Selected studies were RCTs reported as having stopped early for benefit and matching nontruncated RCTs from systematic reviews. Independent reviewers with medical content expertise, working blinded to trial results, judged the eligibility of the nontruncated RCTs based on their similarity to the truncated RCTs.
Reviewers with methodological expertise conducted data extraction independently.
The analysis included 91 truncated RCTs asking 63 different questions and 424 matching nontruncated RCTs. The pooled ratio of relative risks in truncated RCTs vs matching nontruncated RCTs was 0.71 (95% confidence interval, 0.65-0.77). This difference was independent of the presence of a statistical stopping rule and the methodological quality of the studies as assessed by allocation concealment and blinding. Large differences in treatment effect size between truncated and nontruncated RCTs (ratio of relative risks <0.75) occurred with truncated RCTs having fewer than 500 events. In 39 of the 63 questions (62%), the pooled effects of the nontruncated RCTs failed to demonstrate significant benefit.
Truncated RCTs were associated with greater effect sizes than RCTs not stopped early. This difference was independent of the presence of statistical stopping rules and was greatest in smaller studies.
JAMA The Journal of the American Medical Association 03/2010; 303(12):1180-7. · 29.98 Impact Factor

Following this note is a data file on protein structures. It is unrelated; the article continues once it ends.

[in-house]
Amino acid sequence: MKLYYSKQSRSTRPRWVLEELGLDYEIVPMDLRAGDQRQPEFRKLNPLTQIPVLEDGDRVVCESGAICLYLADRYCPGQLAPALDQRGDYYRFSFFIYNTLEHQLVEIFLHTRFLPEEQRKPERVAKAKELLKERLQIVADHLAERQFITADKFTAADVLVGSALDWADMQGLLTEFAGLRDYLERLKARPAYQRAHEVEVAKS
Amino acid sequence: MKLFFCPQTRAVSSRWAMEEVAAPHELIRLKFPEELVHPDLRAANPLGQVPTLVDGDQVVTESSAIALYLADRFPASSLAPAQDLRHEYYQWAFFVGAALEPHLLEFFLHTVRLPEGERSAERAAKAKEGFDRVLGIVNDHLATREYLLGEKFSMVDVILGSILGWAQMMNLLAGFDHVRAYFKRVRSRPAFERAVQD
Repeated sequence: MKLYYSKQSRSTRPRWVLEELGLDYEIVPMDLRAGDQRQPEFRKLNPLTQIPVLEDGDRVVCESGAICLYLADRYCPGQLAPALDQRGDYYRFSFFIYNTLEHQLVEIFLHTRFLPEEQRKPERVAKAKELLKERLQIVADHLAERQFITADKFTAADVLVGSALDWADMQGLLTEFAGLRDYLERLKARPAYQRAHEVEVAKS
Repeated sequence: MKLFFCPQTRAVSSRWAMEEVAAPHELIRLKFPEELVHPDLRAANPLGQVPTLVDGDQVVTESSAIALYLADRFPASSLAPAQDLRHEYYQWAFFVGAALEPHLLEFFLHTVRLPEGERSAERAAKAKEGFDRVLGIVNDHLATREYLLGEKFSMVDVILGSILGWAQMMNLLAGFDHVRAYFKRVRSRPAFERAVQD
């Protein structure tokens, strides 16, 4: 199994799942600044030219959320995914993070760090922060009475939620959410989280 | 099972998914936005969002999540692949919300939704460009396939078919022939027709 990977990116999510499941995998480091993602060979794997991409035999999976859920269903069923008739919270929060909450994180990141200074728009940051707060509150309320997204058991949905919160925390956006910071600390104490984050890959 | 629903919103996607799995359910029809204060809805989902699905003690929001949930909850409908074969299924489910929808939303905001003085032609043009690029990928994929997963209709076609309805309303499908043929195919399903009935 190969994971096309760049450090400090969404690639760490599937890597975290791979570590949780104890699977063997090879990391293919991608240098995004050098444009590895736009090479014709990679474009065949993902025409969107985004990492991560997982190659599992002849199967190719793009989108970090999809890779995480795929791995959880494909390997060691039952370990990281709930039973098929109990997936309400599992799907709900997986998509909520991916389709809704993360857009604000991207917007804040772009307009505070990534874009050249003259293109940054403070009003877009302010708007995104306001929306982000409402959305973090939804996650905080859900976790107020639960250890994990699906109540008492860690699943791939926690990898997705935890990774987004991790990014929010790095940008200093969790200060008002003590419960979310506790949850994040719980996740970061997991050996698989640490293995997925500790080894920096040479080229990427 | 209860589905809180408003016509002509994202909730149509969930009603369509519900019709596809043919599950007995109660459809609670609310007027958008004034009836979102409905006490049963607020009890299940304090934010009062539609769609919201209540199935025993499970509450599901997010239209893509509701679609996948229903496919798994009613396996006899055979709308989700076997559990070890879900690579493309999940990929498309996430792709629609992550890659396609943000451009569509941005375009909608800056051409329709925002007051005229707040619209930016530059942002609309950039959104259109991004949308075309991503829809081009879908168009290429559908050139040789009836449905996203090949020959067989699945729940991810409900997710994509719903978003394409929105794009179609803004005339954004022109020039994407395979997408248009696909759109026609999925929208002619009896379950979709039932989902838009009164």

[show abstract][hide abstract] ABSTRACT: Background: Randomized clinical trials (RCTs) stopped early for benefit often receive great attention and affect clinical practice, but pose interpretational challenges for clinicians, researchers, and policy makers. Because the decision to stop the trial may arise from catching the treatment effect at a random high, truncated RCTs (tRCTs) may overestimate the true treatment effect. The Study Of Trial Policy Of Interim Truncation (STOPIT-1), which systematically reviewed the epidemiology and reporting quality of tRCTs, found that such trials are becoming more common, but that reporting of stopping rules and decisions were often deficient. Most importantly, treatment effects were often implausibly large and inversely related to the number of the events accrued. The aim of STOPIT-2 is to determine the magnitude and determinants of possible bias introduced by stopping RCTs early for benefit. Methods/Design: We will use sensitive strategies to search for systematic reviews addressing the same clinical question as each of the tRCTs identified in STOPIT-1 and in a subsequent literature search. We will check all RCTs included in each systematic review to determine their similarity to the index tRCT in terms of participants, interventions, and outcome definition, and conduct new meta-analyses addressing the outcome that led to early termination of the tRCT. For each pair of tRCT and systematic review of corresponding non-tRCTs we will estimate the ratio of relative risks, and hence estimate the degree of bias. We will use hierarchical multivariable regression to determine the factors associated with the magnitude of this ratio. Factors explored will include the presence and quality of a stopping rule, the methodological quality of the trials, and the number of total events that had occurred at the time of truncation.Finally, we will evaluate whether Bayesian methods using conservative informative priors to "regress to the mean" overoptimistic tRCTs can correct observed biases. Discussion: A better understanding of the extent to which tRCTs exaggerate treatment effects and of the factors associated with the magnitude of this bias can optimize trial design and data monitoring charters, and may aid in the interpretation of the results from trials stopped early for benefit.